The screen is a good one as well. The X doesn't go the usual Sony route of slapping a glossy finish on the 11.1in screen, and the result is an LCD you can use in almost all lighting conditions. Viewing angles are good as well, and the 1366 x 768 resolution is plenty for the odd bit of office work and - technically - makes the X HD compatible.
I agree with you completely, but also think this applies to ALL sony products...
Sony is overpriced across their whole model line. Their TVs cost more and don;t look or have as good of specs as LG or Samsung. Their PCs are too proprietary and also too expensive for the spec. Their HT receivers blow up too often. Their speakers pale in comparrison to others like Klipsch and HK. Their cameras have nice lenses, but again proprietary, as is the memory stick format. Ericson phones have left the earth almost completely due to either high price or inferior design or both, as have the Sony PDAs.
Having worked several years in a retail shop, i can also attest that Sony had the highest percentage of non-waranty repairs by far, and were close to the bottom for product reliability under waranty (we tracked our sales vs repairs and provided this to our customers if they asked). Sony's reapirs also seemed to take longer...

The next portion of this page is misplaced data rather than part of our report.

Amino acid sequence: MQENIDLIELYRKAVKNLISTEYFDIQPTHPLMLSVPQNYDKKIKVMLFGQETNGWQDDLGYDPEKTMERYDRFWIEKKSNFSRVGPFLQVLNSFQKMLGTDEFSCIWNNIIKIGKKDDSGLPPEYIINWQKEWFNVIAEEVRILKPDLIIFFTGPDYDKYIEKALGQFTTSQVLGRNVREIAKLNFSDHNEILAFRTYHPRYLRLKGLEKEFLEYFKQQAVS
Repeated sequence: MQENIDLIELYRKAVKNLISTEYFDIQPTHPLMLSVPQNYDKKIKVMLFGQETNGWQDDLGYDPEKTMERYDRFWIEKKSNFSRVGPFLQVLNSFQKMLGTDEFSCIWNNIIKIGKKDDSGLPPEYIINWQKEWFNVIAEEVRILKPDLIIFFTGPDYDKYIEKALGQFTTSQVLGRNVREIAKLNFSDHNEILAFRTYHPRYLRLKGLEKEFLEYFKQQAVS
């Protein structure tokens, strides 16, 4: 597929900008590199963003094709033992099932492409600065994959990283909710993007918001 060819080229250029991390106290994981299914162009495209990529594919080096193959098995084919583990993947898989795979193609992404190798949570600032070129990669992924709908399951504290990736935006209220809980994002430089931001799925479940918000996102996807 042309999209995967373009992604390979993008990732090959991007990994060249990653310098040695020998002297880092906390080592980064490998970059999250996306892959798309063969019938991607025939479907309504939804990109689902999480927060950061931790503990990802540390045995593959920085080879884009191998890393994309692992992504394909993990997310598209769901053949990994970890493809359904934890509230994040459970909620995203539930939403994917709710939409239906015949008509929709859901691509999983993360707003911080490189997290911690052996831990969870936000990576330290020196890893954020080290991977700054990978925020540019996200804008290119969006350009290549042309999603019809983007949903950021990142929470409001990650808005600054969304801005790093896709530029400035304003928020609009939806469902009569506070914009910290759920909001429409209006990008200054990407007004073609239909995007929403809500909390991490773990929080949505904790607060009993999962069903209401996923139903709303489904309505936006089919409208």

Today I have no single Sony product in my house. I'm still considdering a PS3 only because there's no viable competition, and no xBox games interest me that are not also available on PC. (not to mention the included BR player and now NetFlix supprot).
Spectacular design, but lost the plot
Portable means able to survive portability. I would have expected a company from a country where _ONLY_ a TouchBook or a "Dell Brick" can survive the Tokio subway morning gro^H^H^Hrush hour to know that.
No thanks, I would stick to my S10-e. It may weight 1.5 times as much, but it is at least capable of surviving being carried around.
Me coat, the big grey-blue trench one with an S10-e in the left pocket.